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Prediction of Site-Specific Tumor Relapses in Patients With Stage I–II Endometrioid Endometrial Cancer
  1. Taru Tuomi, MD*,
  2. Annukka Pasanen, MD,
  3. Arto Leminen, MD, PhD*,
  4. Ralf Bützow, MD, PhD and
  5. Mikko Loukovaara, MD, PhD*
  1. *Departments of Obstetrics and Gynecology and
  2. Departments of Pathology, University of Helsinki and Helsinki University Hospital, Helsinki, Finland.
  1. Address correspondence and reprint requests to Taru Tuomi, MD, Department of Obstetrics and Gynecology, University of Helsinki and Helsinki University Hospital, PO Box 140, 00029 HUS, Helsinki, Finland. E-mail: taru.tuomi@fimnet.fi.

Abstract

Objective The aim of this study was to investigate the association of predictors of an advanced disease and/or poor outcome with the occurrence of tumor relapses in different anatomical sites in patients with stage I–II endometrioid endometrial cancer.

Methods A total of 929 patients were included in the study. The median follow-up time was 57 months (range, 1–108 months). The studied variables were: poor tumor differentiation, myometrial invasion 50% or greater, tumor size 3 cm or greater, lymphovascular space invasion, cervical stromal invasion, positive peritoneal cytology, old age (>77 years), obesity (body mass index ≥30 kg/m2), and diabetes.

Results A relapse was diagnosed in 98 patients (10.5%) (vaginal in 15, pelvic in 27, intra-abdominal beyond the pelvis in 27, extra-abdominal in 29). None of the variables were associated with an altered risk of vaginal or pelvic relapses in univariate analyses. Poor differentiation, myometrial invasion 50% or greater, tumor size 3 cm or greater, and positive peritoneal cytology were associated with an increased risk of intra-abdominal relapses beyond the pelvis (odds ratios [ORs] between 2.2 and 9.6). With the exception of obesity and diabetes, all variables were associated with an increased risk of extra-abdominal relapses (ORs between 2.3 and 13). Tumor size 3 cm or greater (OR, 3.1) and positive peritoneal cytology (OR, 16) predicted intra-abdominal relapses beyond the pelvis in multivariate analysis, whereas poor differentiation (OR, 2.9), myometrial invasion 50% or greater (OR, 4.0), and positive peritoneal cytology (OR, 27) predicted extra-abdominal relapses. Compared with vaginal relapses, intra-abdominal relapses beyond the pelvis and extra-abdominal relapses were associated with a worse disease-specific survival. Survival of patients with a pelvic relapse did not differ from that of patients with a vaginal relapse.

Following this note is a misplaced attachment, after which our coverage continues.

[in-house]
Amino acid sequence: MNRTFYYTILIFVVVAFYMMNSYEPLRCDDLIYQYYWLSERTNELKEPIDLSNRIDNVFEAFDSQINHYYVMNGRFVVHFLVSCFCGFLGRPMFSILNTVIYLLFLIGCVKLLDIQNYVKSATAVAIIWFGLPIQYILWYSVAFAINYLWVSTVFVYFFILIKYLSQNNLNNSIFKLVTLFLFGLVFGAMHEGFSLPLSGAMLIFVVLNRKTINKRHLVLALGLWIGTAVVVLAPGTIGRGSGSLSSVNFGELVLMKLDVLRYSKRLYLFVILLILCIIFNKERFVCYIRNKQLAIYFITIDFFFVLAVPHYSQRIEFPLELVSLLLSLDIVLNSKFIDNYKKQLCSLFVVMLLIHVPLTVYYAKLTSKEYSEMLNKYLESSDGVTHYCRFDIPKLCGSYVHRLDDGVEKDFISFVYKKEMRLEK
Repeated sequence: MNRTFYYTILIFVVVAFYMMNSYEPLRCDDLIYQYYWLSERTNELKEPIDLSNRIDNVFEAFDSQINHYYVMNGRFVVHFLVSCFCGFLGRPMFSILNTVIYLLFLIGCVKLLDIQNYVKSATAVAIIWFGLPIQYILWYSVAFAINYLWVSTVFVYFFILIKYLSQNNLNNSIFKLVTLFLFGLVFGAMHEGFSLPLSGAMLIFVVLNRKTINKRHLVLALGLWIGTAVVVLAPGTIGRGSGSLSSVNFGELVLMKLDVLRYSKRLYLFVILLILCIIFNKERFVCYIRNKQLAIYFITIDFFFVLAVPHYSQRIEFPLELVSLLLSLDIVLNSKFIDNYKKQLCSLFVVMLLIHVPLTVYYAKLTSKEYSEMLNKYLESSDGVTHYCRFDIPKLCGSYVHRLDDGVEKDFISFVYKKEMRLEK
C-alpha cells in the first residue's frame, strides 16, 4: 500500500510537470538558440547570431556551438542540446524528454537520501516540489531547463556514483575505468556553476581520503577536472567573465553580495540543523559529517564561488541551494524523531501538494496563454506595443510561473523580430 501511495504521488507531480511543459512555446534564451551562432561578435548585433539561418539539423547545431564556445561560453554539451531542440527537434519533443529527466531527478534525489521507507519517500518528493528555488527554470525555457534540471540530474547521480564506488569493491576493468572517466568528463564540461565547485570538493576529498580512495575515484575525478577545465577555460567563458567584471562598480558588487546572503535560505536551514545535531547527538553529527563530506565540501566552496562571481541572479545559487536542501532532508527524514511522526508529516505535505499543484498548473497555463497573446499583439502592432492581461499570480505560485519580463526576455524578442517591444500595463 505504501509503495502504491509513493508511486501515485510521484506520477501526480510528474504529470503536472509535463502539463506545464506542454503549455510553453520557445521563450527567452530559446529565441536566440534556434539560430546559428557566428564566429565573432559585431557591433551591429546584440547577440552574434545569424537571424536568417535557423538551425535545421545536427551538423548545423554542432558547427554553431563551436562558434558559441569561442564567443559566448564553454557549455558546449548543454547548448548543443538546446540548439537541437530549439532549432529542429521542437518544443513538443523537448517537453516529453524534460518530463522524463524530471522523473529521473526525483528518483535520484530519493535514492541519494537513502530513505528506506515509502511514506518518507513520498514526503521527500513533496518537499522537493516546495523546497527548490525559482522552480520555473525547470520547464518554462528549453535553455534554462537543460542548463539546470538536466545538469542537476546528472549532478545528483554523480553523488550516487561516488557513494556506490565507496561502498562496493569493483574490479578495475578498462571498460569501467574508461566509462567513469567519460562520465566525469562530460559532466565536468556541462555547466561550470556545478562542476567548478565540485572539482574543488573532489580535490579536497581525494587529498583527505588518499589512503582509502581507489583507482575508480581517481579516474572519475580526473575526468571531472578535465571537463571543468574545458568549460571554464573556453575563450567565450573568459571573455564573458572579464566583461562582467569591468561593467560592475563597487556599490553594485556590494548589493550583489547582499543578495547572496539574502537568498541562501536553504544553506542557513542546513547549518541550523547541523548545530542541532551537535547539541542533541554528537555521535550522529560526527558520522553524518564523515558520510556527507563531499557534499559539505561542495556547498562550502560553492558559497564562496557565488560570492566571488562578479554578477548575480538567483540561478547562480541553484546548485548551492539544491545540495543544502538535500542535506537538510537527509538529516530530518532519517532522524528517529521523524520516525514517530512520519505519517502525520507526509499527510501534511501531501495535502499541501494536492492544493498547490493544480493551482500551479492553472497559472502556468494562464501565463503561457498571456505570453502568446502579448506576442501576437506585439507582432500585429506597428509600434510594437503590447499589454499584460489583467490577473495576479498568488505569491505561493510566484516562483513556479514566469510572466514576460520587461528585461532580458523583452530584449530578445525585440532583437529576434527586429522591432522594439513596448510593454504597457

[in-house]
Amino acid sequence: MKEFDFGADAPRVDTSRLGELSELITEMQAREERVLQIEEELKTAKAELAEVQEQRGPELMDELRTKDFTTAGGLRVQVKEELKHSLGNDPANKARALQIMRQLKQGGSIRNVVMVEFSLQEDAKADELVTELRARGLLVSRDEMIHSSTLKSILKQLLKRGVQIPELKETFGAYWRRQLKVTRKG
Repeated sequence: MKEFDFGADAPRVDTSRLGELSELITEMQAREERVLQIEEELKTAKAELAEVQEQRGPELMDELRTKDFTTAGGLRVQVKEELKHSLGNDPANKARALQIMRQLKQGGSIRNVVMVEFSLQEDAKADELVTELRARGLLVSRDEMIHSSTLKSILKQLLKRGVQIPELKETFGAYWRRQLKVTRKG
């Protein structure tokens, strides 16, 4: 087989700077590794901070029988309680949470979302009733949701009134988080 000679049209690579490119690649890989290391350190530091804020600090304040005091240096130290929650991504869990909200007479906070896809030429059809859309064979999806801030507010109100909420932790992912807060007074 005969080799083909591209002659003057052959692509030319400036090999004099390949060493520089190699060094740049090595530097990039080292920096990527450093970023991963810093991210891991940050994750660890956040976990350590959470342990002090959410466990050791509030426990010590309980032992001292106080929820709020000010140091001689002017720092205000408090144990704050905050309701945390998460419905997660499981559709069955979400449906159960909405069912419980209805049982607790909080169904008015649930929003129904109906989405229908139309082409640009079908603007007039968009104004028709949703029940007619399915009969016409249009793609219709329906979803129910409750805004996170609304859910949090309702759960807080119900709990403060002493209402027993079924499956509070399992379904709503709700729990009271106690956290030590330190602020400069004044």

Conclusions Risk variables of endometrial cancer are differently associated with relapses in different locations. Our findings may promote studies that explore the most efficient adjuvant therapy in high-risk early-stage endometrioid endometrial cancer.

  • Demographic factors
  • Endometrial cancer
  • Peritoneal cytology status
  • Relapse
  • Uterine risk factors

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Footnotes

  • This study was supported by Helsinki University Hospital research funds.

  • The authors declare no conflicts of interest.

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